Monday, 10 October 2011

Glandasse

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We should have missed the best weather but this year we were lucky.  We had four days of glorious summer on the Plateau.  Glandasse, the extension of the Vercors Plateau that provides a splendid backdrop to the Diois, particularly Châtillon-en-Diois where we live, rises in abrupt cliffs to just over 2 000m.  It's a magical place and like most such places it's difficult to get to.  There are only a few passes and they are all hard work for the walker and, fortunately, only accessible on foot.

At night, Glandasse is always cold and the biggest drawback is that, being a limestone plateau, there is very little water available, found only in a few widely spaced springs.  

The first day from our front door to our first bivouac at Les Assiers meant climbing 1 300m and we were carrying 35 Kg between us.  We weren't at all sure that we would manage the load that far and we wouldn't have fancied carrying it much further.  On the way up to the Plateau through beech forests we had a splendid view of a Pine Marten and, later on, saw about 20 vultures in the process of cleaning up the carcass of a dead sheep.  Since their re-introduction, Griffon Vultures have become a common sight in the region, particularly on Glandasse.  They seem to observe walkers from day to day, perhaps out of curiosity or perhaps speculatively.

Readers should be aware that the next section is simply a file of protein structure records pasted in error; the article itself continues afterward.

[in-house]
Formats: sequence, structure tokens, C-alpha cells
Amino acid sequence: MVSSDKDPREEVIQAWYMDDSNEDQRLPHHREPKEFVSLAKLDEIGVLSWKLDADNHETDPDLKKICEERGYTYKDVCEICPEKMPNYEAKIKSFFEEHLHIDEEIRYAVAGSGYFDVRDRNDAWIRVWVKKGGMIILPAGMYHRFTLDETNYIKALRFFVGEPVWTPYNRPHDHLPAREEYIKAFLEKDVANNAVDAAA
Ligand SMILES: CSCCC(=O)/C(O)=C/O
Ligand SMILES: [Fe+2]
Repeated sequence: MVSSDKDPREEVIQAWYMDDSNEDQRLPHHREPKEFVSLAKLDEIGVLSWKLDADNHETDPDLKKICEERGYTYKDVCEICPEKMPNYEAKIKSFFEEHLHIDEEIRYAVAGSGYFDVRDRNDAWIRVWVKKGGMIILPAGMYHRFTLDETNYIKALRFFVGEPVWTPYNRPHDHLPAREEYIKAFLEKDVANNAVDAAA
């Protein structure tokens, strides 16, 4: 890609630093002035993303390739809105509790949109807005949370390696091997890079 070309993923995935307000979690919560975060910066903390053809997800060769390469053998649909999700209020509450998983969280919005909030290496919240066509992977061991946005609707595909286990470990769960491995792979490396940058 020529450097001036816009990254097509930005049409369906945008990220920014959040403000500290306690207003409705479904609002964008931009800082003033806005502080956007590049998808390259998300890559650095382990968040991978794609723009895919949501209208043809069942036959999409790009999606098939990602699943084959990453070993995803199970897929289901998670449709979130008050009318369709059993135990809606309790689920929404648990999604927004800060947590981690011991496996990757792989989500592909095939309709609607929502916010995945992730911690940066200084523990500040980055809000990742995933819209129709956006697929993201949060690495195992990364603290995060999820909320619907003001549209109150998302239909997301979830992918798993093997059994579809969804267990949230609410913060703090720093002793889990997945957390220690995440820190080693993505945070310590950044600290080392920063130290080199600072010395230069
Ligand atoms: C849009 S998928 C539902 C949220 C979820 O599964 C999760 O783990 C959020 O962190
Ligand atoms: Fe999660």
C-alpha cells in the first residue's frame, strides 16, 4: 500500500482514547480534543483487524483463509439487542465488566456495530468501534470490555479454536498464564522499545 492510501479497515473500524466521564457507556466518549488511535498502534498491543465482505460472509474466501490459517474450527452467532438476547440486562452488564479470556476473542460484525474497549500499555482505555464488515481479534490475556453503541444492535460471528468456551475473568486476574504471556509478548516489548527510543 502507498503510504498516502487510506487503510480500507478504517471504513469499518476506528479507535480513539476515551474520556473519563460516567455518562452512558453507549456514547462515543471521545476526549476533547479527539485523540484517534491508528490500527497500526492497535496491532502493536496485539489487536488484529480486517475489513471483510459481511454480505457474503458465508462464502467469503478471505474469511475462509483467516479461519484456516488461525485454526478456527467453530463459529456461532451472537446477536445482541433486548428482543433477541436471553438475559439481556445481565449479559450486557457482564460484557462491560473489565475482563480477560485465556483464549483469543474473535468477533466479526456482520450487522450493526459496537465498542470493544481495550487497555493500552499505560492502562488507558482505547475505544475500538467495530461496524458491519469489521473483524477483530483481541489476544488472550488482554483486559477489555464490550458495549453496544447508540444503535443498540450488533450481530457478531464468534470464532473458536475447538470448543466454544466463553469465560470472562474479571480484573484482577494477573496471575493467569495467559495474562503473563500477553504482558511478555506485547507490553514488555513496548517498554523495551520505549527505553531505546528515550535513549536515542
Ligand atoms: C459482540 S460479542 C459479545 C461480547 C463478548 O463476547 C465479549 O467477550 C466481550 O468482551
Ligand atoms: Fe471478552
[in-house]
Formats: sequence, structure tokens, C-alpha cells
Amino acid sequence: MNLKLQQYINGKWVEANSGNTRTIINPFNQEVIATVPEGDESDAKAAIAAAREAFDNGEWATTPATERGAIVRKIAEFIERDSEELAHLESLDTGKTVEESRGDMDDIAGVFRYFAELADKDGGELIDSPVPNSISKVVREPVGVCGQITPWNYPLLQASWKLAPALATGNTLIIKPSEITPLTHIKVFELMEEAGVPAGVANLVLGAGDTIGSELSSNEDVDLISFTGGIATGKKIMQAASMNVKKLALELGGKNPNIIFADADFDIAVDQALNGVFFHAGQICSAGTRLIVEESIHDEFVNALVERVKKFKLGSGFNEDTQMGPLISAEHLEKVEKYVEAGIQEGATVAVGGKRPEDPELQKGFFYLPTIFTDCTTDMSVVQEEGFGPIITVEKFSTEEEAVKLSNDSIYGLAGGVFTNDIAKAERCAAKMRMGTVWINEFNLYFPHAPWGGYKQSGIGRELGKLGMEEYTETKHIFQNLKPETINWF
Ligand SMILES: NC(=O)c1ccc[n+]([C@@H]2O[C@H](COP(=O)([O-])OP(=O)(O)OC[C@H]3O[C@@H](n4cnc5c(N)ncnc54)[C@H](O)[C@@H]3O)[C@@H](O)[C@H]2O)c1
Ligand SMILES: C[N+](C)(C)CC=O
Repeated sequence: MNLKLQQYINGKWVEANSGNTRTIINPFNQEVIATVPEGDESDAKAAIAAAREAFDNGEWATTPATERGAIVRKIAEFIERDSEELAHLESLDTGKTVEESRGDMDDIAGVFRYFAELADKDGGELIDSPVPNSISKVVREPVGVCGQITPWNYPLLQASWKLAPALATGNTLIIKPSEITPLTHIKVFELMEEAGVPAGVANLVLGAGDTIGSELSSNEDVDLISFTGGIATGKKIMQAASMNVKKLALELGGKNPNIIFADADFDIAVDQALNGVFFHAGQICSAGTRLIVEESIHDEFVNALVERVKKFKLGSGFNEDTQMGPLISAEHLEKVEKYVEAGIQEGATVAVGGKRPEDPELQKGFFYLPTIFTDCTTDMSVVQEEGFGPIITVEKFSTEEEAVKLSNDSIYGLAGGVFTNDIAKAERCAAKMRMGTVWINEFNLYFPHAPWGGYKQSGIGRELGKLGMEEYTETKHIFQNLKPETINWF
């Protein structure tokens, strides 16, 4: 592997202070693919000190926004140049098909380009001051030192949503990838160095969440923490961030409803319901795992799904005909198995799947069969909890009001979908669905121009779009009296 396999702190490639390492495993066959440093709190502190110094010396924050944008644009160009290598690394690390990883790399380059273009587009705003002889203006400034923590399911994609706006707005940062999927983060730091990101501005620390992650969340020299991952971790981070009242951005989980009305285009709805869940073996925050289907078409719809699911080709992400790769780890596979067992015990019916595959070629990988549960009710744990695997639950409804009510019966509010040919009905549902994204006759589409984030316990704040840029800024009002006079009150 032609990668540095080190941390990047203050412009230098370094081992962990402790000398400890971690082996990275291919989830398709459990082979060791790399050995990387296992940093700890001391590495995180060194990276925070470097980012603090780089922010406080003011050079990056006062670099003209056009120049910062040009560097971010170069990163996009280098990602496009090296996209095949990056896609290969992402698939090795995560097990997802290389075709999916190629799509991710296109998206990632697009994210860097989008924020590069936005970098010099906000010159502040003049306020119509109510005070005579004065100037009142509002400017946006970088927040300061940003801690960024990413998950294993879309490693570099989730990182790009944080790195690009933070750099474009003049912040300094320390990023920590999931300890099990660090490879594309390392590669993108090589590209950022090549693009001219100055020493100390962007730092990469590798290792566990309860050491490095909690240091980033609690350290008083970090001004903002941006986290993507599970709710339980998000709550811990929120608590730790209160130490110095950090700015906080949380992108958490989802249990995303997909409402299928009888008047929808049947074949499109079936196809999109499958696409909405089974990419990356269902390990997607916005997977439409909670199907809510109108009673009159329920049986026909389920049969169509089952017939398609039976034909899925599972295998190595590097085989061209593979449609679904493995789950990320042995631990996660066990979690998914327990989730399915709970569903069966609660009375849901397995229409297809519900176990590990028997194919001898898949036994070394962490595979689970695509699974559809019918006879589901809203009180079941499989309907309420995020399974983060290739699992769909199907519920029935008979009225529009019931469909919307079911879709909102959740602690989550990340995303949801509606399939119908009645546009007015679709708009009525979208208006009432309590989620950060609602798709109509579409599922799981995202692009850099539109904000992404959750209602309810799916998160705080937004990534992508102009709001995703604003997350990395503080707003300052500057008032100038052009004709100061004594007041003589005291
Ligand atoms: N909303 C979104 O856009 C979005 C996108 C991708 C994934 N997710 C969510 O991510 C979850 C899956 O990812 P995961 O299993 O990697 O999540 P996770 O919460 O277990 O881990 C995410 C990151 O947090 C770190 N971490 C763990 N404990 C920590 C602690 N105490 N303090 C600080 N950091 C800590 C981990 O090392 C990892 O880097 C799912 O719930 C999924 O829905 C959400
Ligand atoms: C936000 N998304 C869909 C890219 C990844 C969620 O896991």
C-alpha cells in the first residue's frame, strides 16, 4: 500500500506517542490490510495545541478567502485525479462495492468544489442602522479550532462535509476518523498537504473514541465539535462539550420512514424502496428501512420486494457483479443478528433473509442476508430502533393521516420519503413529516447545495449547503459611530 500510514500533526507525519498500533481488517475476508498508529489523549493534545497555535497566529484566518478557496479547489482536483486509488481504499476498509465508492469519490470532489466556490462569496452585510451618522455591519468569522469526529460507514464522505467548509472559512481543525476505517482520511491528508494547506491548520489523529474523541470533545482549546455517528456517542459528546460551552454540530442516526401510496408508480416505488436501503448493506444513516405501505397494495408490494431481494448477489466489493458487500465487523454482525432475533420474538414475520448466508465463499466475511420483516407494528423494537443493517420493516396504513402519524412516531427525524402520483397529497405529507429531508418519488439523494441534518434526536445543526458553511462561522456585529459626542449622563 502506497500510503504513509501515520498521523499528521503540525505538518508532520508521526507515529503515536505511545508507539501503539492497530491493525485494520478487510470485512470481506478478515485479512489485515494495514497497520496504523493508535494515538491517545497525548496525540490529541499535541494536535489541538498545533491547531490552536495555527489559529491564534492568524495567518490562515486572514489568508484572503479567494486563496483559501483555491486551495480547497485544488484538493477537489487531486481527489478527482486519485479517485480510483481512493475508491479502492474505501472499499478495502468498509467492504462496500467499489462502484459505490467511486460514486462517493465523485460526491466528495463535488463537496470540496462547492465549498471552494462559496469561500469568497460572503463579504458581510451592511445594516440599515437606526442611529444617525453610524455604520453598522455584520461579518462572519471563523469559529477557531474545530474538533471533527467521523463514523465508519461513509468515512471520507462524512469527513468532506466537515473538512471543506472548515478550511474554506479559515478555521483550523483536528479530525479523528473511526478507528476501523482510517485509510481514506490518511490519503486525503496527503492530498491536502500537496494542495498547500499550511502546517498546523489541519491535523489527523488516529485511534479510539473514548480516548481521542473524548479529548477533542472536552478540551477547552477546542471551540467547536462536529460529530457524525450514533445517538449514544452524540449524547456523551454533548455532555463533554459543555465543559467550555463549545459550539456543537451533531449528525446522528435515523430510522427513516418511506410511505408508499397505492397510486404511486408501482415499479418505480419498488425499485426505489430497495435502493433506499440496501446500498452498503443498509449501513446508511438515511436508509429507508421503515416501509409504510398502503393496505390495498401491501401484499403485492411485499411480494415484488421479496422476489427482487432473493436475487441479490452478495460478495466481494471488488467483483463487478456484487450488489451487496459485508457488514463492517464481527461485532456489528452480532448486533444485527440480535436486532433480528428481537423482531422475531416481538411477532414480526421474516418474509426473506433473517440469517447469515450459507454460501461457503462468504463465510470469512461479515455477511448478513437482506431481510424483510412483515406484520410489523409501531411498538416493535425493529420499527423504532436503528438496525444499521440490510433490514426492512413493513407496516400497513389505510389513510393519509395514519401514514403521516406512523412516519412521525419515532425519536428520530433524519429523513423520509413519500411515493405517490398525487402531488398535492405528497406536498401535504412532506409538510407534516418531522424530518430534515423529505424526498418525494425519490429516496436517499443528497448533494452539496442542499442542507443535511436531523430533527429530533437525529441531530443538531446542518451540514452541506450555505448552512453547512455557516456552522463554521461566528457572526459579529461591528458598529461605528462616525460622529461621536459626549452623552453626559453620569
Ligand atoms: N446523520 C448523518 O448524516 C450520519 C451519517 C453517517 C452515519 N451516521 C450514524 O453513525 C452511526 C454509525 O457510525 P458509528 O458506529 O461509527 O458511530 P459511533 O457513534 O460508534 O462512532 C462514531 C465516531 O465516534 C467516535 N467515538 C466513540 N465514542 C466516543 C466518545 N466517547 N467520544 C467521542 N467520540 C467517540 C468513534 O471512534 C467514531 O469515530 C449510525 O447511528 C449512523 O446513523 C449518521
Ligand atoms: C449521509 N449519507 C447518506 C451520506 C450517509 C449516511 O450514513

A lovely evening and a camp site with views one way over the Isère and the Parc des Ecrins, and onwards into the higher Alps, and the other way over Châtillon, that we had left so recently, and the Diois towards the Rhône Valley.  Being very well-equipped, we slept snugly from dusk till after dawn.
The view down to Châtillon from the first bivouac.

View towards the Parc des Ecrins with early morning cloud tumbling into the valleys.
 The night was windy which probably kept the cloud away but left us with a chilly morning.  We moved further south east towards the tip of Glandasse, particularly the Royou.  There is a steep descent into another of those little lost worlds that we are so fond of.  We stopped for a few moments to watch a handsome chamois standing in the sun and disturbed another Pine Marten. This is country to stop and stare and to dawdle in.  A few minutes' silence is usually rewarded by a sight of an unwary bird or animal.  From a distance the Royou, a cylindrical block of limestone surrounded by cliffs, looked difficult to scale.  Closer up there is an obvious and easy route.  The view from the top is as rewarding as any.   360° of more or less unspoiled pleasure.